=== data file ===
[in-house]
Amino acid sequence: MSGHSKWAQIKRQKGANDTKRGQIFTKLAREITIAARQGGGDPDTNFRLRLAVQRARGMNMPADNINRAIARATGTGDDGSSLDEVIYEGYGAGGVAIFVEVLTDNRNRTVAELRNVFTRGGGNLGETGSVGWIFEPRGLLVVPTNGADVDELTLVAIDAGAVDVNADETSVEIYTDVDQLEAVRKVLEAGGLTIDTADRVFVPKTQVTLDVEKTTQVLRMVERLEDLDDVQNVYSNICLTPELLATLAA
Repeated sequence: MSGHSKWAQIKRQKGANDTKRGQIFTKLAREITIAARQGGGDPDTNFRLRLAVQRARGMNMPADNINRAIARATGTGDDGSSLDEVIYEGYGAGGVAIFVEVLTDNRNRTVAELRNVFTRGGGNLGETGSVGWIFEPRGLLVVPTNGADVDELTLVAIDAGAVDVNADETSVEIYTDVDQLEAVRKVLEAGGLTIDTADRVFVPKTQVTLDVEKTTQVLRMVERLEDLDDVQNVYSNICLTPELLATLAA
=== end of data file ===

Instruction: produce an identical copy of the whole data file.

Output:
[in-house]
Amino acid sequence: MSGHSKWAQIKRQKGANDTKRGQIFTKLAREITIAARQGGGDPDTNFRLRLAVQRARGMNMPADNINRAIARATGTGDDGSSLDEVIYEGYGAGGVAIFVEVLTDNRNRTVAELRNVFTRGGGNLGETGSVGWIFEPRGLLVVPTNGADVDELTLVAIDAGAVDVNADETSVEIYTDVDQLEAVRKVLEAGGLTIDTADRVFVPKTQVTLDVEKTTQVLRMVERLEDLDDVQNVYSNICLTPELLATLAA
Repeated sequence: MSGHSKWAQIKRQKGANDTKRGQIFTKLAREITIAARQGGGDPDTNFRLRLAVQRARGMNMPADNINRAIARATGTGDDGSSLDEVIYEGYGAGGVAIFVEVLTDNRNRTVAELRNVFTRGGGNLGETGSVGWIFEPRGLLVVPTNGADVDELTLVAIDAGAVDVNADETSVEIYTDVDQLEAVRKVLEAGGLTIDTADRVFVPKTQVTLDVEKTTQVLRMVERLEDLDDVQNVYSNICLTPELLATLAA